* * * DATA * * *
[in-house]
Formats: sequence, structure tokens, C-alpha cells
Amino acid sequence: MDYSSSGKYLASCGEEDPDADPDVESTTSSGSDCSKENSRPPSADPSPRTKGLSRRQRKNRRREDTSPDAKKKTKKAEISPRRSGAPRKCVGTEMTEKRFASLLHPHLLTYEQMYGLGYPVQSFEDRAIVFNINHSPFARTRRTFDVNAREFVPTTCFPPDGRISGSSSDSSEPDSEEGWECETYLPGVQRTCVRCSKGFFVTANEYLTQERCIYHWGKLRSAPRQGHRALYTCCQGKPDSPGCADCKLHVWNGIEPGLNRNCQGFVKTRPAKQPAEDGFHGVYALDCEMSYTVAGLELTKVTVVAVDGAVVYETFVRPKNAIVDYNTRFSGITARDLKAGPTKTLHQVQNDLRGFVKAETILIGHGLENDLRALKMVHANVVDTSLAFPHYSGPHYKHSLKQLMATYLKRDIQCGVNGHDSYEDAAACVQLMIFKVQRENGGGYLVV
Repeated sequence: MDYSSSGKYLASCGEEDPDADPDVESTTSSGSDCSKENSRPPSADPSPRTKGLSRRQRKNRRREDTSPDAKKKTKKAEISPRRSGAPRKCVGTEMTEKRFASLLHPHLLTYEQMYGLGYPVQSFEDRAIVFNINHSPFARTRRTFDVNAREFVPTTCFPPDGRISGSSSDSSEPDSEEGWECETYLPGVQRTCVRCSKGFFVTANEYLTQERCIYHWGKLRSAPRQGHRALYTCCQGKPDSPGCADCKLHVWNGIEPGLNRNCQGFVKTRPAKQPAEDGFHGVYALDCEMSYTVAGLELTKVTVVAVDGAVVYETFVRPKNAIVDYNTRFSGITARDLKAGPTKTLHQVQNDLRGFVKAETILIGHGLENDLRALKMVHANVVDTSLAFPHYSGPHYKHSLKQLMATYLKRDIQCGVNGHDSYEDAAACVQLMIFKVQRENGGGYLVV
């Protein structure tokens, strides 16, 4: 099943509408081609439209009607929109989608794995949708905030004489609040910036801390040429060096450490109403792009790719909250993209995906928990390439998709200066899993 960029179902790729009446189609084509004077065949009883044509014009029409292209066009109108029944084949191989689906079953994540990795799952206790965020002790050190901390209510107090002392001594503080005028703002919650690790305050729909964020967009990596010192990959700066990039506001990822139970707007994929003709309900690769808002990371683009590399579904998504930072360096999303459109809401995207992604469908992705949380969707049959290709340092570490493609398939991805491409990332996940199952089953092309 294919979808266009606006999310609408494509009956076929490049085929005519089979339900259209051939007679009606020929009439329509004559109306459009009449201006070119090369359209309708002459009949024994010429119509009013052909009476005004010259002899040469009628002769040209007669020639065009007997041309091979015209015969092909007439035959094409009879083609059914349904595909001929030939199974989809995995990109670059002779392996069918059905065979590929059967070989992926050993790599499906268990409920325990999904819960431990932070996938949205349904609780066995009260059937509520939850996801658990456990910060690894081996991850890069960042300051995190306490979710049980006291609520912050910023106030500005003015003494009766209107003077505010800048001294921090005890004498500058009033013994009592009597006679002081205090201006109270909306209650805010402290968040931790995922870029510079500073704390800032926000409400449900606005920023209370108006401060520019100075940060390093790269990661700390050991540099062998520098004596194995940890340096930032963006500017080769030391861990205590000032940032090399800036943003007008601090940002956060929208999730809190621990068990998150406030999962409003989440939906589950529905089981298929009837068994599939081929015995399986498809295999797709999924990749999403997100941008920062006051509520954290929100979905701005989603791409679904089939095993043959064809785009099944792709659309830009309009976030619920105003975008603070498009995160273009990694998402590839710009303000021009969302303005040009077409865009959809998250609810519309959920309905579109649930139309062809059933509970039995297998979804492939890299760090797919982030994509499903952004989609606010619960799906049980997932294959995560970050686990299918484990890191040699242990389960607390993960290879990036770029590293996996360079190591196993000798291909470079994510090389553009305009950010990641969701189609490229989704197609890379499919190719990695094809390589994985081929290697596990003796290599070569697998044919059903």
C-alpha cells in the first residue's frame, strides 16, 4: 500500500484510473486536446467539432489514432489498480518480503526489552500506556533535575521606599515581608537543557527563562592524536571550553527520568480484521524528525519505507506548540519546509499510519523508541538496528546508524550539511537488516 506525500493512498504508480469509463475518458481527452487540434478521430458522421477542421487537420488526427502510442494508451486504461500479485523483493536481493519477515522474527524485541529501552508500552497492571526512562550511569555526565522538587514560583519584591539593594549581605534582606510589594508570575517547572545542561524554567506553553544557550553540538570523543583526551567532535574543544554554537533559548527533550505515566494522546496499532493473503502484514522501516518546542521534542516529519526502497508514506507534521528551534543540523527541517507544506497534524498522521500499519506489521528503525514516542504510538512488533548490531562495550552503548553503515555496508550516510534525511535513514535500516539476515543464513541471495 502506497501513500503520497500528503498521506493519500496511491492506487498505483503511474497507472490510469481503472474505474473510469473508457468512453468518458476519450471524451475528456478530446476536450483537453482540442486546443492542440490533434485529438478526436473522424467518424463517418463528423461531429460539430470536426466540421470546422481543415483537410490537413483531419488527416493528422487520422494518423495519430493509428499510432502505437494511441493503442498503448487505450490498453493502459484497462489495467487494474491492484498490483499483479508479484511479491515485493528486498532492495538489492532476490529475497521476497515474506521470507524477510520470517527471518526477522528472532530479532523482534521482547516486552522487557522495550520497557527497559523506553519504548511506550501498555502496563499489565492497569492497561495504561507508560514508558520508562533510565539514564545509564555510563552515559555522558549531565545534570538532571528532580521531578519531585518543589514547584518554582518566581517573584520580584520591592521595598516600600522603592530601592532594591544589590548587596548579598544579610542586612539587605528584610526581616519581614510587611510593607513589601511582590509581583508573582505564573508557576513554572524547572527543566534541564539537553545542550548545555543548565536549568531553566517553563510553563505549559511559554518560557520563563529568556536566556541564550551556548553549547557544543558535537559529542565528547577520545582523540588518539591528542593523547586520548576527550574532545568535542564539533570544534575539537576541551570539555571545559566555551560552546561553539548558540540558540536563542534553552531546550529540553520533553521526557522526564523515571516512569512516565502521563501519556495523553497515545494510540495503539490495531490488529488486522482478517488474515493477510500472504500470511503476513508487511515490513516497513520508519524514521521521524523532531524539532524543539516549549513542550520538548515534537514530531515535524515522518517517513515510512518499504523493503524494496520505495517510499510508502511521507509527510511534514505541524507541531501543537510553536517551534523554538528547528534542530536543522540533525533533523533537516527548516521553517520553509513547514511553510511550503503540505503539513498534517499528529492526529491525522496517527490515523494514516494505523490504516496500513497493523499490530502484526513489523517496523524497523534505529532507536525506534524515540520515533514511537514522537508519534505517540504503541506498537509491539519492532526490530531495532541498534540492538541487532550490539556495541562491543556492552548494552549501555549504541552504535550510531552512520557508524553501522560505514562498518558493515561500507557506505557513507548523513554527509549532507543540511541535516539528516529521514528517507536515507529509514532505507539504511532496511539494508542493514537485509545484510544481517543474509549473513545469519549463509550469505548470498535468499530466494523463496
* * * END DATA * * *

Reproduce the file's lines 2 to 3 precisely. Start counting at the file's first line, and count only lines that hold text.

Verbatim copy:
Formats: sequence, structure tokens, C-alpha cells
Amino acid sequence: MDYSSSGKYLASCGEEDPDADPDVESTTSSGSDCSKENSRPPSADPSPRTKGLSRRQRKNRRREDTSPDAKKKTKKAEISPRRSGAPRKCVGTEMTEKRFASLLHPHLLTYEQMYGLGYPVQSFEDRAIVFNINHSPFARTRRTFDVNAREFVPTTCFPPDGRISGSSSDSSEPDSEEGWECETYLPGVQRTCVRCSKGFFVTANEYLTQERCIYHWGKLRSAPRQGHRALYTCCQGKPDSPGCADCKLHVWNGIEPGLNRNCQGFVKTRPAKQPAEDGFHGVYALDCEMSYTVAGLELTKVTVVAVDGAVVYETFVRPKNAIVDYNTRFSGITARDLKAGPTKTLHQVQNDLRGFVKAETILIGHGLENDLRALKMVHANVVDTSLAFPHYSGPHYKHSLKQLMATYLKRDIQCGVNGHDSYEDAAACVQLMIFKVQRENGGGYLVV